While marijuana dispensaries and retailers must be located at least 1,000 feet from schools under existing state law, under Senate Bill 319, local governments will be allowed to deviate from this requirement by enacting a local ordinance that allows for placement of a medical marijuana dispensary or retailer within 500 feet of a public school, provided there is a “major physical or geographic barrier separating the two facilities.” Senate Bill 319 prohibits local jurisdictions from allowing marijuana dispensaries and retailers to be located within 500 feet of a public or private school, even in the event that there is a major geographical or physical barrier between the school and the dispensary. With the passage of Senate Bill 319, local governments will only be allowed to permit marijuana dispensaries and retailers within 500-1,000 feet of a school, provided there is also a major physical or geographic barrier between the school and the marijuana retailer or dispensary.

Senate Bill 1015

Prior to the enactment of Senate Bill 1015, only industrial hemp handlers could process raw industrial hemp into industrial hemp concentrates and extracts, and handlers could only obtain industrial hemp from OLCC-licensed industrial hemp growers. Senate Bill 1015 allows licensed industrial hemp growers and handlers to transfer industrial hemp plants and industrial hemp-derived concentrates and extracts to marijuana processors licensed by the Oregon Liquor Control Commission (“OLCC”).

To do so, (i) the industrial hemp grower and/or handler must register with the OLCC on a form to be developed by the OLCC, (ii) the processor must be provided with the test results related to the industrial hemp, concentrate, or extract, and (iii) the industrial hemp, concentrate, or extract must be logged into METRC upon its receipt by the processor. Under those conditions, recreational marijuana processors can use the industrial hemp concentrates or extracts to create derivative marijuana products, although the products must be sold to OLCC-licensed marijuana wholesalers and retailers prior to sale to consumers. The legislation requires industrial hemp growers and handlers, as well as marijuana processors receiving the industrial hemp products, to be licensed by the OLCC, and also requires testing requirements for the finished industrial hemp products that are “substantially the same” as those required for similar recreational marijuana products prior to sale.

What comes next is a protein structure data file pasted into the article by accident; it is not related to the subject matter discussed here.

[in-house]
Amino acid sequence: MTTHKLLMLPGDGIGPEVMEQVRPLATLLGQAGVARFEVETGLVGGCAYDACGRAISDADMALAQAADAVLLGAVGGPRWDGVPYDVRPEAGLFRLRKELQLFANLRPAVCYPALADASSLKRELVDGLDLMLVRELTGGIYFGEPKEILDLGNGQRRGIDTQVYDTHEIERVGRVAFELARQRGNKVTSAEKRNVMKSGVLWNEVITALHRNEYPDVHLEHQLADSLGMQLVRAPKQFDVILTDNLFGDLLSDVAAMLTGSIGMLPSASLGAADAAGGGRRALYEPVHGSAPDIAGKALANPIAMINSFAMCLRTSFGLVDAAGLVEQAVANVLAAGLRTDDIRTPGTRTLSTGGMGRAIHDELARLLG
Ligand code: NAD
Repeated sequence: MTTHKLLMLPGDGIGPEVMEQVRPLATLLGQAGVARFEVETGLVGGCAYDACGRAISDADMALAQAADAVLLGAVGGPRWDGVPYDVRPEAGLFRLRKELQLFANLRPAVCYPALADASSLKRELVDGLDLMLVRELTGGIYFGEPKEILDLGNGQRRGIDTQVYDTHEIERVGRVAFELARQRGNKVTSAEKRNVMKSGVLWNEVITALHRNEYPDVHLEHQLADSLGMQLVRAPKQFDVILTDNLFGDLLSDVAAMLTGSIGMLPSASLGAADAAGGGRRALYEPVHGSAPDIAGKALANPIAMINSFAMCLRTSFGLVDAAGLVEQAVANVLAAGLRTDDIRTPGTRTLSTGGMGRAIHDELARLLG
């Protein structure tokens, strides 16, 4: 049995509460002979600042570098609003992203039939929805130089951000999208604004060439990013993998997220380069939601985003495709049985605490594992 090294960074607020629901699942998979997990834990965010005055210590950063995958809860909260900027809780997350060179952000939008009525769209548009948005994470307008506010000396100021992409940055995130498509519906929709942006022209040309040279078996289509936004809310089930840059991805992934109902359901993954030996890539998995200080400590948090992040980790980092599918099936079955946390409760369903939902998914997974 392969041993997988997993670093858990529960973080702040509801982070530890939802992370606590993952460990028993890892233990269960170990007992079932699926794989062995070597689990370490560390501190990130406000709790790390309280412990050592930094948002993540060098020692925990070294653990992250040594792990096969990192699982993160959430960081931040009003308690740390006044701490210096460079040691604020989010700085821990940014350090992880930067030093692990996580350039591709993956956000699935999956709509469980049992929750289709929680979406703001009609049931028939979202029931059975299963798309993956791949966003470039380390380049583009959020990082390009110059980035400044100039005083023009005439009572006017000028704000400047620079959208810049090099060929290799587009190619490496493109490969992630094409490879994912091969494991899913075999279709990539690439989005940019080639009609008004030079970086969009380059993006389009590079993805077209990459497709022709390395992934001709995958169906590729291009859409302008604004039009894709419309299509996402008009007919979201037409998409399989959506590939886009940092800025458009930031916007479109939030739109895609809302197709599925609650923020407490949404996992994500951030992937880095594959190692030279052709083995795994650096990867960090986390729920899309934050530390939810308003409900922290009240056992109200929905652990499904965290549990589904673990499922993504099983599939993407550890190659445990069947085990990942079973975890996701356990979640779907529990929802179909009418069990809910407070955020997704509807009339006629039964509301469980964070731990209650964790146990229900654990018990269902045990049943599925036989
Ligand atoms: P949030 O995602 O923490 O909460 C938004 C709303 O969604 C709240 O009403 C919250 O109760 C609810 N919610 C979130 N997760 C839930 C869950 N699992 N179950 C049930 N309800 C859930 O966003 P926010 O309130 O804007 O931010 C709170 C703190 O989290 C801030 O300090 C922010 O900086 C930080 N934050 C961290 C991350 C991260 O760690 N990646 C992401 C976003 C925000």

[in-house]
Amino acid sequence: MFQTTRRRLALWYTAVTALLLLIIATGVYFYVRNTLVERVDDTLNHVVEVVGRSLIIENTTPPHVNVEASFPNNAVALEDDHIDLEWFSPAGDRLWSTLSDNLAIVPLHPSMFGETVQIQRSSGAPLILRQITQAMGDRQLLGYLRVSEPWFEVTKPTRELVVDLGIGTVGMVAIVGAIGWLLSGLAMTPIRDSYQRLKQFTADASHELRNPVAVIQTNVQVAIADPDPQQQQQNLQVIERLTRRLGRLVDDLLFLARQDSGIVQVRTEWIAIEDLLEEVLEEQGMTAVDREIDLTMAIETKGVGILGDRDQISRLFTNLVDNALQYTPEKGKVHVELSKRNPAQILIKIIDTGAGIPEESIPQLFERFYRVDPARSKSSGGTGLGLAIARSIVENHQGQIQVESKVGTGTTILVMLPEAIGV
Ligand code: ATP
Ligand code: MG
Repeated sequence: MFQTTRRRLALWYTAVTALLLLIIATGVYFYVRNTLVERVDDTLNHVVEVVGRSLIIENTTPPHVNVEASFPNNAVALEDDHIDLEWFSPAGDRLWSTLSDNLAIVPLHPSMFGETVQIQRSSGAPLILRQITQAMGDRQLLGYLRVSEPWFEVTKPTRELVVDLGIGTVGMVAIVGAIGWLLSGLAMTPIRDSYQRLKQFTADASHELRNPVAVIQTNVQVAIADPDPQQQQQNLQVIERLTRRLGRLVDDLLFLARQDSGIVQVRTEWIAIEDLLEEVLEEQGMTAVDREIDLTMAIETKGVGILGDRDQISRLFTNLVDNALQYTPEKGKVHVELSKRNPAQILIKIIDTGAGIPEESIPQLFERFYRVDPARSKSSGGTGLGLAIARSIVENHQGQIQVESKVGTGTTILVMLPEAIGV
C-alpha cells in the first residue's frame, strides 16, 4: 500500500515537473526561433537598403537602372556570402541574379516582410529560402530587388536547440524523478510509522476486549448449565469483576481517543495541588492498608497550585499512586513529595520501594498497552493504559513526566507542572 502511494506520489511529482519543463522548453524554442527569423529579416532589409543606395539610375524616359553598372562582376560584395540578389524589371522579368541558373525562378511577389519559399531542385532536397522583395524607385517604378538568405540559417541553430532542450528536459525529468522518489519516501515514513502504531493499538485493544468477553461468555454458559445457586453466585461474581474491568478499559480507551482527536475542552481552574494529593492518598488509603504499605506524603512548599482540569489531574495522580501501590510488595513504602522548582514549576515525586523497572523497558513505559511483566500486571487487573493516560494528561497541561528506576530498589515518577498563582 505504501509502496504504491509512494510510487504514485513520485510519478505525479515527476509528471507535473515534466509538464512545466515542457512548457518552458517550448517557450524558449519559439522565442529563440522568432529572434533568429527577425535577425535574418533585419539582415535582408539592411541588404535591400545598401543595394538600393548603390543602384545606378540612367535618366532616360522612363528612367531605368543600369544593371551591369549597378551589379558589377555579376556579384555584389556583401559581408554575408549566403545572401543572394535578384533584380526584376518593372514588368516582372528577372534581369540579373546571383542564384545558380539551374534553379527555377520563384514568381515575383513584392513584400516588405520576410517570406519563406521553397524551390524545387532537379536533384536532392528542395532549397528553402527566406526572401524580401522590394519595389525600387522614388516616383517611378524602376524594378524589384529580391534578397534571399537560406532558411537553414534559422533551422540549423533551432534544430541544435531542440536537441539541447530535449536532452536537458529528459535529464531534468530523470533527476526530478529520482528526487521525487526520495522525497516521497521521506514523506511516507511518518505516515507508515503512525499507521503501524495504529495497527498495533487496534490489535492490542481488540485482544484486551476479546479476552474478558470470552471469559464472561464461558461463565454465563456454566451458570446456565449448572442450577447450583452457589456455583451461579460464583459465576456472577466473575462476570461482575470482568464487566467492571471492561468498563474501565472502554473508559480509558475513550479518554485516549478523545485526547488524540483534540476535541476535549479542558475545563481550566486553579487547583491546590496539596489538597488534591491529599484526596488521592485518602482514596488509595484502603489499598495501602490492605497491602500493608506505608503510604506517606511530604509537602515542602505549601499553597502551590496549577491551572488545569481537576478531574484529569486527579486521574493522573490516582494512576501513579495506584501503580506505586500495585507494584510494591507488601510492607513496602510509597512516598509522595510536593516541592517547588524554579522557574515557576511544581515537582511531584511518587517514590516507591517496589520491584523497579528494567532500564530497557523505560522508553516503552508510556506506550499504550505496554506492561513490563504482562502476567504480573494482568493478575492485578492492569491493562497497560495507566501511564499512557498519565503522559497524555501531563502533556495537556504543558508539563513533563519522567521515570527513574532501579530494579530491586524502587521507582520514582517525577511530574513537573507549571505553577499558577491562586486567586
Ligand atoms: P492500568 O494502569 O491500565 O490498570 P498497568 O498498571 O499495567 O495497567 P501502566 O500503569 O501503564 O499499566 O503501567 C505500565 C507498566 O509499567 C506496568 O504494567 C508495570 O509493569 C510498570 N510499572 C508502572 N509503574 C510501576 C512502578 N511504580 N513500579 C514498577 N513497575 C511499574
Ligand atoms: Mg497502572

Senate Bill 302 and Senate Bill 303

Senate Bill 302 removes criminal offenses, penalties, defenses to crimes, and procedural provisions related to marijuana from the Uniform Controlled Substances Act and transfers these provisions to the Control and Regulation of Marijuana Act. The legislation also reduces criminal penalties for possession of marijuana in an amount four times the legal limit, and increases the penalties for possession of marijuana in an amount greater than 16 times the legal limit. The bill also repeals criminal penalties for the possession, manufacture, and/or sale of marijuana within 1,000 feet of a school, and establishes a new criminal offense of committing arson while manufacturing cannabinoid extracts. The legislation also clarifies whether specific provisions of the controlled substances statute do or do not apply to cannabis and cannabis-derived products.

Senate Bill 303 modifies Oregon’s existing criminal law penalties for underage possession of marijuana items, making it a Class B violation, regardless of the amount of marijuana possessed by the minor. Under existing law, underage possession of less than one ounce of marijuana is a Class B violation, while underage possession of one to eight ounces of marijuana is a Class B misdemeanor, and underage possession of eight ounces or more is a Class A misdemeanor. Senate Bill 303 removes the heightened criminal penalties for minors in possession of more than one once of marijuana, establishing underage marijuana possession in any amount as a Class B violation, which is currently the penalty for underage possession of alcohol. The bill further clarifies that it is a Class A violation for minors to operate a motor vehicle while in possession of alcoholic beverages or marijuana items.

House Bill 2197

House Bill 2197 allows the Oregon Department of Revenue to enter into agreements with federally-recognized Indian tribes for purposes of providing tax rebate payments associated with the sale of marijuana items processed and/or produced on tribal lands. The amount of the tax rebate will be calculated based on the estimated tax revenue derived from the sale of marijuana items produced and processed on tribal lands.